All the Journalists’ Inspiration

The film that motivates me to be a better journalist



Woodward and Bernstein, played by Robert Redford and Dustin Hoffman, pose for a movie poster. Throughout the film, the dynamic duo shows their immense dedication and tenacity.

In my sophomore year, my Newspaper advisor, Mr. Schott, announced that my Journalism class would be watching “All the President’s Men,” a film about two reporters who broke the story of the Watergate scandal. Though I loved journalism, spending a week watching a movie from the 70’s about a couple of white guys who investigated a now ancient political scheme was not an idea that initially piqued my interest. Once the opening scenes rolled, my preconceptions were immediately dismissed — my apathy and indifference were replaced with intrigue and fascination.

The film begins with a shot of a typewriter, gently clacking as the buttons press blueish-black ink into the shape of letters. The camera pans over to the Democratic National Committee building; a security guard is monitoring the halls and comes across a door, slightly ajar with tape covering the latch so it won’t lock. Five men are found in one of the rooms, each wearing gloves and acting indubitably suspicious.

Bob Woodward, a young Washington Post reporter, is assigned to the story. Immediately, his persistence is palpable. He follows his gut instinct, one that leads him to break one of the greatest journalistic stories of all time.

Woodward is paired up with Carl Bernstein, a more seasoned writer. Each show strengths in different areas; Woodward is seen as the betterreporter, and Bernstein the better writer.

Together, they create an unstoppable force of journalism. Nothing stops them. Doors slammed in their faces, thousands of library checkout cards, insistence from government officials that their reporting is unfactual and unsound — even a severe lack of sources willing to go on record — does not keep them from reporting on what they know to be an important story.

This perseverance proves to be worth it; Woodstein (that’s the combined name given to them in the movie) deliver the most important piece of journalism in history, they become the inspiration for journalists for decades to come.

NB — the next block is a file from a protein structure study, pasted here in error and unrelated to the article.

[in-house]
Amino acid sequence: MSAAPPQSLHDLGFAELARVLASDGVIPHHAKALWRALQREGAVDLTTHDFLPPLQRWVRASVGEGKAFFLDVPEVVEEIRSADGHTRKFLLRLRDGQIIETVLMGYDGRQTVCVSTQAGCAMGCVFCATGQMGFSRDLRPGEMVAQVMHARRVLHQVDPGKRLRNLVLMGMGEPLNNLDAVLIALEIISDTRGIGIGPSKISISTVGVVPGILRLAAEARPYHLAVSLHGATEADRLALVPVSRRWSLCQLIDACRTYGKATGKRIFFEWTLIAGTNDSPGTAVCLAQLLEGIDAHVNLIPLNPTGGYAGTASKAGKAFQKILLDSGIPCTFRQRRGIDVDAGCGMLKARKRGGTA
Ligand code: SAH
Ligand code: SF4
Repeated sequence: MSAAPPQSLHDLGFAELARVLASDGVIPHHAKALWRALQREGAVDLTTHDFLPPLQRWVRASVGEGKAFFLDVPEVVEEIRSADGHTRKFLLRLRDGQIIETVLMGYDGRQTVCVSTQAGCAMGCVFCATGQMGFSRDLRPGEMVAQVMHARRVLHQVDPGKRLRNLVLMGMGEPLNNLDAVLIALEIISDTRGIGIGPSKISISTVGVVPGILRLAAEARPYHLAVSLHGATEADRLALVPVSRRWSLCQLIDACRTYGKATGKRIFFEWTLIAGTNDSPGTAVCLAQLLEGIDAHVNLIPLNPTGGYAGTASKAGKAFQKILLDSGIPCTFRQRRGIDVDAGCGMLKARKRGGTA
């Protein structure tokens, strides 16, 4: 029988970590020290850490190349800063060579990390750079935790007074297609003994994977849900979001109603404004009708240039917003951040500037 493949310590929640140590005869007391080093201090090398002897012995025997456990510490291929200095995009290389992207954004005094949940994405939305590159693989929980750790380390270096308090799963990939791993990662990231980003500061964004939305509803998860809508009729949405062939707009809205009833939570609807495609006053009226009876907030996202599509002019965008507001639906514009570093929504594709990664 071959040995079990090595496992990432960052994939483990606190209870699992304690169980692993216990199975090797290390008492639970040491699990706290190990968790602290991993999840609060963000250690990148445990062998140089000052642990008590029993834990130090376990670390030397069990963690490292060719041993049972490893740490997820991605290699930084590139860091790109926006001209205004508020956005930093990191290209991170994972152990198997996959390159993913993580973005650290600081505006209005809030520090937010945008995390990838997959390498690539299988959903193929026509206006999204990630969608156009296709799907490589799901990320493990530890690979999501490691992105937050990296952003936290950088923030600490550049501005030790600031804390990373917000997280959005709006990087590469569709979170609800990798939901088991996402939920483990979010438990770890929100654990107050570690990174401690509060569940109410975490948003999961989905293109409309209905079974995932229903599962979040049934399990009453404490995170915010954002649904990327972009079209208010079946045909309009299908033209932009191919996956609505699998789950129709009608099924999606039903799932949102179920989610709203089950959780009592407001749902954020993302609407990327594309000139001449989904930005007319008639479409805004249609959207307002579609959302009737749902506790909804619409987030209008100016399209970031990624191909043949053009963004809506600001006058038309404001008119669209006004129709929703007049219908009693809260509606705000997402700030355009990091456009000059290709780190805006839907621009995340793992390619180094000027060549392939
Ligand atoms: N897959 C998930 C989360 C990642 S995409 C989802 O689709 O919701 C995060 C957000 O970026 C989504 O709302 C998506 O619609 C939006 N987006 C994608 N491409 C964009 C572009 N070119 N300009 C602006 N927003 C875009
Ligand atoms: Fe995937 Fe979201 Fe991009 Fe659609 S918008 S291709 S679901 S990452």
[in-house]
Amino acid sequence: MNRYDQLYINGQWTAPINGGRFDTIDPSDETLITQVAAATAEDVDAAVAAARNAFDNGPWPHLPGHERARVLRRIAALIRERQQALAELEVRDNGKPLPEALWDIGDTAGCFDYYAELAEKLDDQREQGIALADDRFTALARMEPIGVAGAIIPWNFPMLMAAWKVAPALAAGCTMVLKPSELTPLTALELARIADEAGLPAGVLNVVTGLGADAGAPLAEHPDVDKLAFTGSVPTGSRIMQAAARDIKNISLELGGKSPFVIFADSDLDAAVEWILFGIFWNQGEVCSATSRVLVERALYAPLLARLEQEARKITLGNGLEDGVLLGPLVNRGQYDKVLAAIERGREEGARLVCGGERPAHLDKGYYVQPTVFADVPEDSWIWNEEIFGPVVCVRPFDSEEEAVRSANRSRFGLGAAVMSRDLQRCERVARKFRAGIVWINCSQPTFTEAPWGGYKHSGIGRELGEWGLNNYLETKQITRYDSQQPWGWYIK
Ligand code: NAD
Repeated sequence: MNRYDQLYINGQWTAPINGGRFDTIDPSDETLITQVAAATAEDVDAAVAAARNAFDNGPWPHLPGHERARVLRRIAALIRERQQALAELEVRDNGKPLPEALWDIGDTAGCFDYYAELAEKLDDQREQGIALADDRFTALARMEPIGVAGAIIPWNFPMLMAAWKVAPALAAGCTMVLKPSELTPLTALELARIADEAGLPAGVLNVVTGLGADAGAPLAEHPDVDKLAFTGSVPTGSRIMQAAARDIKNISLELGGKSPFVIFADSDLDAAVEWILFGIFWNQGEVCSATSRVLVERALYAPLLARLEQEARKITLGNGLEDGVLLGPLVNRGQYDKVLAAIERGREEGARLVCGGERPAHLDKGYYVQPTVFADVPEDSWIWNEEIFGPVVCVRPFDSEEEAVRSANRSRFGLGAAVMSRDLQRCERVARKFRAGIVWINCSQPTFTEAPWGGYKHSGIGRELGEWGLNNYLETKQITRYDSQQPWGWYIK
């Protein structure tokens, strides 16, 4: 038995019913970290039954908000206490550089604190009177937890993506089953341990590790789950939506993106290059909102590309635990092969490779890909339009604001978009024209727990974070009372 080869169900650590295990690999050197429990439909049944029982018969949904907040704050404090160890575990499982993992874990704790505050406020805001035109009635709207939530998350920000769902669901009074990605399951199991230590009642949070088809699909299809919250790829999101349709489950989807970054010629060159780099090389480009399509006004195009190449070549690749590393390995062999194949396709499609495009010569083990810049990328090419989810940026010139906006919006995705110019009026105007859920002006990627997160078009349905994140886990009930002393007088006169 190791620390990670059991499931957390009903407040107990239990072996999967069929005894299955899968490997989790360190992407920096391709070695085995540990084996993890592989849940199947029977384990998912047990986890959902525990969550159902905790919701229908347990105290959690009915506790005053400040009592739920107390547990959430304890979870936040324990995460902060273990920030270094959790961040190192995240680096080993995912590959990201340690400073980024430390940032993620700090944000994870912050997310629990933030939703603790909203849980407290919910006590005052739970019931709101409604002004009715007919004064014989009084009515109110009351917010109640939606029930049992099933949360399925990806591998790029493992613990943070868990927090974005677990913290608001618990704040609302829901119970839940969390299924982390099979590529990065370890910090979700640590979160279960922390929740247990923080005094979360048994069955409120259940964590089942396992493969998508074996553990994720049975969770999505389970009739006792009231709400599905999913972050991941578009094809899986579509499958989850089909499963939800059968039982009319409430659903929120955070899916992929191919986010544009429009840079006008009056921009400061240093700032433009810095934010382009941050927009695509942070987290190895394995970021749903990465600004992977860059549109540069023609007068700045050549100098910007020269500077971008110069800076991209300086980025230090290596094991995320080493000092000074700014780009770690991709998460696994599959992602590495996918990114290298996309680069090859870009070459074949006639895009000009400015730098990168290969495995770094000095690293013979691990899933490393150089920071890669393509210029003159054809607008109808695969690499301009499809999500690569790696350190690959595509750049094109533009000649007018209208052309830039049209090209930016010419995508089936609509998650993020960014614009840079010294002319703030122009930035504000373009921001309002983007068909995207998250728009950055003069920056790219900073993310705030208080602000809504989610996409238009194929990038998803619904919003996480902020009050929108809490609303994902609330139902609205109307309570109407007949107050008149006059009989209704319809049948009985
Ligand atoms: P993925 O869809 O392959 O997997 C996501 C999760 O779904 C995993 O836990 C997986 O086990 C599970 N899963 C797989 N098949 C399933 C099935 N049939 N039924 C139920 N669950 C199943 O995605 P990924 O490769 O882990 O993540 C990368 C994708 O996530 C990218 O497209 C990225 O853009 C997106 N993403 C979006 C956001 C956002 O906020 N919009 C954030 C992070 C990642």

During our paper’s last news cycle, Mr. Schott’s journalism class was watching “All the President’s Men.” As I sat at a computer working onfinishing the paper, I listened in on the film, giving an occasional glance to the smartboard to admire the cinematography. It was my fourth timeseeing the movie in room 139, though I had seen it upwards of a dozen times on my own. The film’s action was coming to its peak; Woodward had discovered the names of the people involved in the Watergate scandal, meaning he and Bernstein would be able to complete their article and have it published in the morning’s paper.

As I watched, I couldn’t help but smile: a genuine, joyful, ecstatic grin was plastered onto my face as I worked on my Indesign documents. Despiteknowing the outcome of the film, its suspense was almost tangible. Even after seeing it numerous times, I was still on the edge of my seat.

When I’m overloaded with work putting this paper or I’m struggling to finish a story or spread, “All the President’s Men” reminds me why I love journalism. It is trying and difficult and demanding, but that is what makes it so amazing.

Woodstein’s story urges me to be the best journalist I can. It is my biggest desire in life to be as persistent, dedicated and confident in my journalismas they were. Whether it’s a simple news update or the next Watergate, I strive to give each project my all. “All the President’s Men” inspires me to be as curious, tenacious and determined as the duo it follows; only then will I be the journalist I want to be, the best journalist possible.